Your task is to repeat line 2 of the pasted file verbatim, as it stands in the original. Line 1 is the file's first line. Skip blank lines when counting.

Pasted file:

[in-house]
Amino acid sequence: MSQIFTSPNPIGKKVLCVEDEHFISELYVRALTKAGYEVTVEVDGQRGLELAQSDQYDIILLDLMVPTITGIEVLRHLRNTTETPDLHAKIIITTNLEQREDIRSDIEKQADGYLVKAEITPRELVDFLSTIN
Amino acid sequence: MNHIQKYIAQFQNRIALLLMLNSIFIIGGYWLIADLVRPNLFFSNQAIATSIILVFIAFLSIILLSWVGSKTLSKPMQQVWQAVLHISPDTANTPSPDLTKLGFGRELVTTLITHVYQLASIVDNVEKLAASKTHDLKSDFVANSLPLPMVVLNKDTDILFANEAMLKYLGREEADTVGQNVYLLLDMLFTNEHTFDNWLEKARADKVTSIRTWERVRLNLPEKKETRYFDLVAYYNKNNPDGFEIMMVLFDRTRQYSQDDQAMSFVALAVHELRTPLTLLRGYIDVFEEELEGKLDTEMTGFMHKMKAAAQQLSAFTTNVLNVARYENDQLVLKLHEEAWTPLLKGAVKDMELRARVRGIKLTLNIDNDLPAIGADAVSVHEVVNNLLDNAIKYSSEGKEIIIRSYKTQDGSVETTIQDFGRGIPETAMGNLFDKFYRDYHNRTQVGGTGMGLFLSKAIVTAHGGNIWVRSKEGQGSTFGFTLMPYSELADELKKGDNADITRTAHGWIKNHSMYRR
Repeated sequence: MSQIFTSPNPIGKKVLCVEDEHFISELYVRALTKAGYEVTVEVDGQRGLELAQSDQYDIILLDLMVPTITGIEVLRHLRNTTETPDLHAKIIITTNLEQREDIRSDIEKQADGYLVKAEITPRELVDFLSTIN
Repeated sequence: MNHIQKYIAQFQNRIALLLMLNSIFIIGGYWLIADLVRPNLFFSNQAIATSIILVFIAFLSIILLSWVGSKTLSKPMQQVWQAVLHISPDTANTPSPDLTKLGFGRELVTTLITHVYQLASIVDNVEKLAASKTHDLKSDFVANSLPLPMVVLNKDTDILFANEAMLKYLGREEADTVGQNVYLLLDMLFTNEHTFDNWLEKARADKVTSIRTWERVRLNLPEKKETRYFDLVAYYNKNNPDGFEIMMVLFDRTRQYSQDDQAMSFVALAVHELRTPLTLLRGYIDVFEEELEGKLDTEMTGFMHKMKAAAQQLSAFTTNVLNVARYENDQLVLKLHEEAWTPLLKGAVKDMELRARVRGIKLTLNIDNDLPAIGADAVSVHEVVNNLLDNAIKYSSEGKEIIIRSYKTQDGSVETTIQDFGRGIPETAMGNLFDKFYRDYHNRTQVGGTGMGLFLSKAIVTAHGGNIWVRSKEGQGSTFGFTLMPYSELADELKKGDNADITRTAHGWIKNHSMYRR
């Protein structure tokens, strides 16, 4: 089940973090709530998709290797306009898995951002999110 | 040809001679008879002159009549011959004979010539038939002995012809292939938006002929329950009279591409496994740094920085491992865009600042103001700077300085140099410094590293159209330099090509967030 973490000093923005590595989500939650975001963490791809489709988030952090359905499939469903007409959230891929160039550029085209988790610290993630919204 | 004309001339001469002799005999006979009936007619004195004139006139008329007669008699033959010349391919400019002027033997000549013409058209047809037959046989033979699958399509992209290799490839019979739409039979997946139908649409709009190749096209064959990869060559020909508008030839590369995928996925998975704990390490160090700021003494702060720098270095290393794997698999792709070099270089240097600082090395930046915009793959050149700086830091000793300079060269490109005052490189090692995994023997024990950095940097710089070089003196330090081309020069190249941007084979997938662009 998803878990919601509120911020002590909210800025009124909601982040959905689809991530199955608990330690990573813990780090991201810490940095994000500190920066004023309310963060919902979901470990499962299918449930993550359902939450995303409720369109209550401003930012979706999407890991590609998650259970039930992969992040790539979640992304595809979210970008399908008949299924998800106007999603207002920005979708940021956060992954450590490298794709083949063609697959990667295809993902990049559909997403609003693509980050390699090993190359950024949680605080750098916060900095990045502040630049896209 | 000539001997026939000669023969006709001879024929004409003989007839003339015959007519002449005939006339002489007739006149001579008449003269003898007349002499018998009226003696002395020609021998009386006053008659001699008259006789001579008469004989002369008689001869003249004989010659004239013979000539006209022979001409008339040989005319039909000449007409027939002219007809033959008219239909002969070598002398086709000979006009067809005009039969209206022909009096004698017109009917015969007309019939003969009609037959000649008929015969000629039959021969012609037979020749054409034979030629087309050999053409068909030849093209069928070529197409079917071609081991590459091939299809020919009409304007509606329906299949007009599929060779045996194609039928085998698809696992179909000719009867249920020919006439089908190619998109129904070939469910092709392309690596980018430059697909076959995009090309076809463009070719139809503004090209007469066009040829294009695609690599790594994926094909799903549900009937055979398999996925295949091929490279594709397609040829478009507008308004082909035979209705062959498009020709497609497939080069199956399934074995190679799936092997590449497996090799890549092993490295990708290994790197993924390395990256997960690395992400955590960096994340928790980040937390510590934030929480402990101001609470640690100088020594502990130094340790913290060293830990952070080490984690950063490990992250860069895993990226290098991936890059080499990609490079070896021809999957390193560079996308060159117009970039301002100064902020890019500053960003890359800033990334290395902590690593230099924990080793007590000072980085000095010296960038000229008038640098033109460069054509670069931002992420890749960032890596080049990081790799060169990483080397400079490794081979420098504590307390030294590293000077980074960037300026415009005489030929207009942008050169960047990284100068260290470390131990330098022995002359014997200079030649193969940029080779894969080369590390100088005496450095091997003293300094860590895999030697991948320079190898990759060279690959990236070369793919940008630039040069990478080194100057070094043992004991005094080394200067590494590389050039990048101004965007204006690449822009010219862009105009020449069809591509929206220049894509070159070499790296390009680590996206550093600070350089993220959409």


Amino acid sequence: MSQIFTSPNPIGKKVLCVEDEHFISELYVRALTKAGYEVTVEVDGQRGLELAQSDQYDIILLDLMVPTITGIEVLRHLRNTTETPDLHAKIIITTNLEQREDIRSDIEKQADGYLVKAEITPRELVDFLSTIN